Funding will kick start Velocity 2025, which will, over time, create a city-wide cycle network branching out like spokes of a wheel. The funding will create 56 km of new or improved cycle paths

West Yorkshire

£18.1m

£11.2m

Cycle infrastructure improvements. New segregated Super Highway from east Leeds to Bradford City Centre with new connections in Leeds City Centre. Leeds Liverpool Canal Tow Path will be upgraded

Birmingham

£17m

£7.3m

Key features include 71 miles of new cycle routes, improvements to 59 miles of existing cycle routes, segregated cycle facilities, lower speed limits, off-road routes using canals and green spaces

West of England

£7.8m

£3.3m

New pedestrian and cycle promenade running east to west across the city following route of River Avon and terminating at Bristol Temple Meads station. Five new or improved river crossings for cyclists. The bid includes the Cribbs Causeway to Emerson’s Green trunk cycle route in the North Fringe of Bristol; and, the Seven Dials National Cycle Scheme in Bath City Centre.

Newcastle

£5.7m

£6m

Network of 7 major cycle routes across the city making the best use of existing infrastructure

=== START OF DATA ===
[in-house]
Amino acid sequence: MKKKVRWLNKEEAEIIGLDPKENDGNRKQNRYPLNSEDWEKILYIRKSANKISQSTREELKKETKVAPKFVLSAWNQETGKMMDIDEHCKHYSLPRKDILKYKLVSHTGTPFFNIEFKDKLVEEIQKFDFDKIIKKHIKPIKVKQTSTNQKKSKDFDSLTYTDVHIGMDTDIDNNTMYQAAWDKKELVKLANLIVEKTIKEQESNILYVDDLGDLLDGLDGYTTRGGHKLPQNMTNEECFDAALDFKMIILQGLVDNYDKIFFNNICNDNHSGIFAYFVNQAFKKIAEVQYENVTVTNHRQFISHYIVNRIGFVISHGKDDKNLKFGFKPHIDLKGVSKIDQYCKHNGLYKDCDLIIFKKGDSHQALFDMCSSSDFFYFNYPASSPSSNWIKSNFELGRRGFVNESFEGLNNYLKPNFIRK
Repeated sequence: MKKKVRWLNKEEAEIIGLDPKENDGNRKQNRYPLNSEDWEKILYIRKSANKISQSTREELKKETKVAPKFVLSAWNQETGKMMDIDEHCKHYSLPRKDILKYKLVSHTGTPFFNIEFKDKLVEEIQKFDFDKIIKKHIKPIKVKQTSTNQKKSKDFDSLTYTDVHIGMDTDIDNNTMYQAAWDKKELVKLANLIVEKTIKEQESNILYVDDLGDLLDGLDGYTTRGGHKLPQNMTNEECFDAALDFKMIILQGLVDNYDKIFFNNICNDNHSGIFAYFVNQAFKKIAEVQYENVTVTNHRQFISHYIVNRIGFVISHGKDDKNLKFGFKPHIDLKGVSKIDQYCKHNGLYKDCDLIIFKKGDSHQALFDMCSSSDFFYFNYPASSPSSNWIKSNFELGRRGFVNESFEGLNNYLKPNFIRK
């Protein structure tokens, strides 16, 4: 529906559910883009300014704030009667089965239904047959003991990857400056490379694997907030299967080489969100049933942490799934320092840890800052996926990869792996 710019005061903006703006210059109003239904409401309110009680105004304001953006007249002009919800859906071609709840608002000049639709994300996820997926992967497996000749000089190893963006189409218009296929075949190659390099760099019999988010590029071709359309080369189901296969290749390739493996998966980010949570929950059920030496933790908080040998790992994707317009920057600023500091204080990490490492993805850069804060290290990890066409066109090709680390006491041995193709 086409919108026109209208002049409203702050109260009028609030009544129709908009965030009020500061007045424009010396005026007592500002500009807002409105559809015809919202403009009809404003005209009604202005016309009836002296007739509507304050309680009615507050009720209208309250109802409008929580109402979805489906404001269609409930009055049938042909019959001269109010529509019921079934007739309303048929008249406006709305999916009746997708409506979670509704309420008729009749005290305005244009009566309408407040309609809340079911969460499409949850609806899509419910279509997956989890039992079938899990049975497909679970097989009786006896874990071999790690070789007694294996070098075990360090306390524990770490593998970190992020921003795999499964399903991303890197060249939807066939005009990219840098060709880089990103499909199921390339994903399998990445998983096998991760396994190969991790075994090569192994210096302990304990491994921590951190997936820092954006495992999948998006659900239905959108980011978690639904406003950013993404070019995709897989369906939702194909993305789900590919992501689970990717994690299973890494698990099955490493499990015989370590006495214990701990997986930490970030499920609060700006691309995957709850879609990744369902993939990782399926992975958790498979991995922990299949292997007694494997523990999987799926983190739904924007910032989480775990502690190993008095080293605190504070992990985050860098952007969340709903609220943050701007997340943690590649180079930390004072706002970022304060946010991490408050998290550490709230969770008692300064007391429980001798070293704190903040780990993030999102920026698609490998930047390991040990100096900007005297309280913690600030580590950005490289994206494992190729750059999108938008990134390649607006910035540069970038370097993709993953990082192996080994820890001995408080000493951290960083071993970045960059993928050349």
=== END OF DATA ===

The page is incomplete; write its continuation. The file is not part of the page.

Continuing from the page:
Cambridge

£4.1m

£4.1m

New, segregated cycle paths along some of Cambridge’s most used cycle routes as well as improved cycling facilities to some of the major employment sites

Norwich

£3.7m

£1.8m

At heart of Norwich's proposals is an eight mile cross-city route

Oxford

£0.8m

£0.6m

Aims to make busy The Plain roundabout safer and more attractive for both cyclists and pedestrians. The scheme will reduce the width of the circulatory carriageway and improve the roundabout’s design

Peak District

£5m

£2.25m

Four new cycle routes

Dartmoor

£4.4m

£3m

Major improvements to 93 miles of cycle ways, with a further 86 miles benefitting from smaller upgrades such as improved signage. The focus of the scheme is new family-friendly routes to and through the park.

South Downs

£3.8m

£1.3m

The scheme will focus on improving access to the National Park from major rail stations. There will also be 34 miles of new routes.